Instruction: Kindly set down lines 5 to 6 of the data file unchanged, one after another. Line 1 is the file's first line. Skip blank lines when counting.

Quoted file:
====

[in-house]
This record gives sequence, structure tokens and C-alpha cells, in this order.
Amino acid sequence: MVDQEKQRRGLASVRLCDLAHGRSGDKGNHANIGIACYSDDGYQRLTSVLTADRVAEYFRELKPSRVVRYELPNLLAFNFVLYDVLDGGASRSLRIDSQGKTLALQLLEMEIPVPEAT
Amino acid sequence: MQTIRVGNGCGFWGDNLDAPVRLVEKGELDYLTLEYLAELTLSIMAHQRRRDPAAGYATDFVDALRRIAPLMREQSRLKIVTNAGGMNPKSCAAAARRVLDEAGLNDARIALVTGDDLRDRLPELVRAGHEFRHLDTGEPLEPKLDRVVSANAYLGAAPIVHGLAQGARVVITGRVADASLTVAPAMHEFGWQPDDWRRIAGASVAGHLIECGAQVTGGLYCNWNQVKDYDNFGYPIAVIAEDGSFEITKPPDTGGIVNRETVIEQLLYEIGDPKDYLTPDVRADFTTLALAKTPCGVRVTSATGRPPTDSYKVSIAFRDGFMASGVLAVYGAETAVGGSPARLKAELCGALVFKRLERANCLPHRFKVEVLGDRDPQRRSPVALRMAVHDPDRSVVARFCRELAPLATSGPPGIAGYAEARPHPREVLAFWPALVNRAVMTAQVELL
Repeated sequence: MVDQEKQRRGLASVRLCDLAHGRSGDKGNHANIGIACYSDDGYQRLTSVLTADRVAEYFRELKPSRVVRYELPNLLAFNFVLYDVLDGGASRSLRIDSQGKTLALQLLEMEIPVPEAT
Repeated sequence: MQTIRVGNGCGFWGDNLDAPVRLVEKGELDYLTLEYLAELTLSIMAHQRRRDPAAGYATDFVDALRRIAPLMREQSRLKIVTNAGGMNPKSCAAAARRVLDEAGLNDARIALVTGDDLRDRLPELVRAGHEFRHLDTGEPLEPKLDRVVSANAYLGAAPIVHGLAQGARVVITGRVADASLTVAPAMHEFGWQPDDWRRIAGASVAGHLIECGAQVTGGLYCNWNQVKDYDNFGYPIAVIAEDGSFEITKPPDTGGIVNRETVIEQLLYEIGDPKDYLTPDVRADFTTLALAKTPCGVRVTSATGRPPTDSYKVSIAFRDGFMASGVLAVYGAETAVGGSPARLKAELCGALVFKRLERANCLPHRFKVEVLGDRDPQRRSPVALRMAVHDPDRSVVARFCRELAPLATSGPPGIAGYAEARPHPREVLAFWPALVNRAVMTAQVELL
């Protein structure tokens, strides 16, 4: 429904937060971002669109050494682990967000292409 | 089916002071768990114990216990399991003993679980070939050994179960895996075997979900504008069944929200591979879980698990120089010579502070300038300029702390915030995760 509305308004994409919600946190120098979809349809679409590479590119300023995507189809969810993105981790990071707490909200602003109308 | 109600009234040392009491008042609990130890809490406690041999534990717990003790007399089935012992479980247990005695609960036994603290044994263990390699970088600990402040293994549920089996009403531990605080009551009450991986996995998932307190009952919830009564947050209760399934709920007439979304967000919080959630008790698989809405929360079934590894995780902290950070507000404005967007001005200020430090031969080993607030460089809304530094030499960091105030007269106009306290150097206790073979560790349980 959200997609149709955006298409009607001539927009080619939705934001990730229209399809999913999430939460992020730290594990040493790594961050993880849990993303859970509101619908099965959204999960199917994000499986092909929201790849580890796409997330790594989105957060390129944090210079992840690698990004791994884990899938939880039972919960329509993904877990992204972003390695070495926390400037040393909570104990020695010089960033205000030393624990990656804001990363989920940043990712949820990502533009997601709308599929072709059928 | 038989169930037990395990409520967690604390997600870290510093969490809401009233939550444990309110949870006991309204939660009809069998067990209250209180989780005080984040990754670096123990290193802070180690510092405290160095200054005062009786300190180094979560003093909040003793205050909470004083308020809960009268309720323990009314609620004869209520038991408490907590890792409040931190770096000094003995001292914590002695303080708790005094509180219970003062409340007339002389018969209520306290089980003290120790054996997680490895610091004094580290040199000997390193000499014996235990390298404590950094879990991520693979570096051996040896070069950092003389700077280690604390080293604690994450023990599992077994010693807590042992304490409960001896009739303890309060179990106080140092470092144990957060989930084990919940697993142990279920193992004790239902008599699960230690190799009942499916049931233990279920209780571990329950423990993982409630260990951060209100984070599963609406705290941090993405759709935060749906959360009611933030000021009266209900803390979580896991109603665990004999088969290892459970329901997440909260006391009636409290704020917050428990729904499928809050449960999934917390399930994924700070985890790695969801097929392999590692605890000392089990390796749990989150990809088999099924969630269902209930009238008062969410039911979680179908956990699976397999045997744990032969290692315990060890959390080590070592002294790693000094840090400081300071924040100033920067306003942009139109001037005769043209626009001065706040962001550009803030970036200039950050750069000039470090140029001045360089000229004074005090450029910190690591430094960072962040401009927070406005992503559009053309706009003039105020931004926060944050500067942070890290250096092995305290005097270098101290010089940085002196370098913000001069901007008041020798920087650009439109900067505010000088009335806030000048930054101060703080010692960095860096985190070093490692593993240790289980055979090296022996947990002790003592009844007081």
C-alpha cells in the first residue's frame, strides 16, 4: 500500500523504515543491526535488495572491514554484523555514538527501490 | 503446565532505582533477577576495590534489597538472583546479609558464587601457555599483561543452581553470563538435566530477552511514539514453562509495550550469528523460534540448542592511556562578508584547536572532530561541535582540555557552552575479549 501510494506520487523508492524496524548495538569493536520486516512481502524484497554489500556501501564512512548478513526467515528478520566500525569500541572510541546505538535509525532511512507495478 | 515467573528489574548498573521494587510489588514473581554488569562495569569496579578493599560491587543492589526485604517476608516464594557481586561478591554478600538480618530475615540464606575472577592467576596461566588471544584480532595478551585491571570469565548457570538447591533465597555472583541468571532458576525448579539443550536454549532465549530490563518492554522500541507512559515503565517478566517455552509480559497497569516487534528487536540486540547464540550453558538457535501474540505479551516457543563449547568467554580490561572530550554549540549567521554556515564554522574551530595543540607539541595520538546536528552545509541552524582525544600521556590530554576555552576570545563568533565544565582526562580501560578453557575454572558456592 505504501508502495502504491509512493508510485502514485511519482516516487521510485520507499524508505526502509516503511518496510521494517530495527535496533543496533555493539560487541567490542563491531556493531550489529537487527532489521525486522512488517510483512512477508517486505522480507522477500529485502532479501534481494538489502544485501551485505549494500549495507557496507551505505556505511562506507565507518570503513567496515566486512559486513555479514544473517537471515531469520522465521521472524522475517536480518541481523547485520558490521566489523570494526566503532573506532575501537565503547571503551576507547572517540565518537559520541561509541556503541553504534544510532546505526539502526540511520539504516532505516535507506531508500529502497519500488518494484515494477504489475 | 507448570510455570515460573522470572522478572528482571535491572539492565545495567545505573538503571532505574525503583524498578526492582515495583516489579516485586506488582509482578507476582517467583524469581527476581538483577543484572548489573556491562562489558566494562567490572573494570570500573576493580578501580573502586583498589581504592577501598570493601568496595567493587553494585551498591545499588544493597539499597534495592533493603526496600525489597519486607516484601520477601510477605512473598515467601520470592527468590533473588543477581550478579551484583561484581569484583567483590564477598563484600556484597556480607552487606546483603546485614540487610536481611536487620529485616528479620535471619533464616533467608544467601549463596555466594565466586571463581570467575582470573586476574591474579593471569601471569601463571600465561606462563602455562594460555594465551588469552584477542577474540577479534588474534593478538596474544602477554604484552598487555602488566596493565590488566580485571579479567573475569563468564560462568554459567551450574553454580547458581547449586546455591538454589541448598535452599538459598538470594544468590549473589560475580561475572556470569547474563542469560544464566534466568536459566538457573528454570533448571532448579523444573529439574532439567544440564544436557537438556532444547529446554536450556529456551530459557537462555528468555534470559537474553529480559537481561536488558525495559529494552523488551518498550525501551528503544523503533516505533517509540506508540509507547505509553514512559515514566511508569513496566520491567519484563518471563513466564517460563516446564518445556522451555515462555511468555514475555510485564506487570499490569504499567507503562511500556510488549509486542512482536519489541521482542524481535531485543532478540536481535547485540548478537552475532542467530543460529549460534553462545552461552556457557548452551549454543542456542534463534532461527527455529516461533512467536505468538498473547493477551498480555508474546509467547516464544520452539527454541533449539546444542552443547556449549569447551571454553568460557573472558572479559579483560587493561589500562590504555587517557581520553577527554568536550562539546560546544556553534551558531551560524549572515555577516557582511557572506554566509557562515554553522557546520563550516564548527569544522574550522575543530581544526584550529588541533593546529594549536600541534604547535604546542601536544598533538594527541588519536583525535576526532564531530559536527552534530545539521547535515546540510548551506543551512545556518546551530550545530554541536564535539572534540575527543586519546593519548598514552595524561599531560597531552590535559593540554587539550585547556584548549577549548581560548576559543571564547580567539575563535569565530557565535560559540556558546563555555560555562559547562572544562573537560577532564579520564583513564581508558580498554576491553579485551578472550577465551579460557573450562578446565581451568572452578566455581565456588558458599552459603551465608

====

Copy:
Repeated sequence: MVDQEKQRRGLASVRLCDLAHGRSGDKGNHANIGIACYSDDGYQRLTSVLTADRVAEYFRELKPSRVVRYELPNLLAFNFVLYDVLDGGASRSLRIDSQGKTLALQLLEMEIPVPEAT
Repeated sequence: MQTIRVGNGCGFWGDNLDAPVRLVEKGELDYLTLEYLAELTLSIMAHQRRRDPAAGYATDFVDALRRIAPLMREQSRLKIVTNAGGMNPKSCAAAARRVLDEAGLNDARIALVTGDDLRDRLPELVRAGHEFRHLDTGEPLEPKLDRVVSANAYLGAAPIVHGLAQGARVVITGRVADASLTVAPAMHEFGWQPDDWRRIAGASVAGHLIECGAQVTGGLYCNWNQVKDYDNFGYPIAVIAEDGSFEITKPPDTGGIVNRETVIEQLLYEIGDPKDYLTPDVRADFTTLALAKTPCGVRVTSATGRPPTDSYKVSIAFRDGFMASGVLAVYGAETAVGGSPARLKAELCGALVFKRLERANCLPHRFKVEVLGDRDPQRRSPVALRMAVHDPDRSVVARFCRELAPLATSGPPGIAGYAEARPHPREVLAFWPALVNRAVMTAQVELL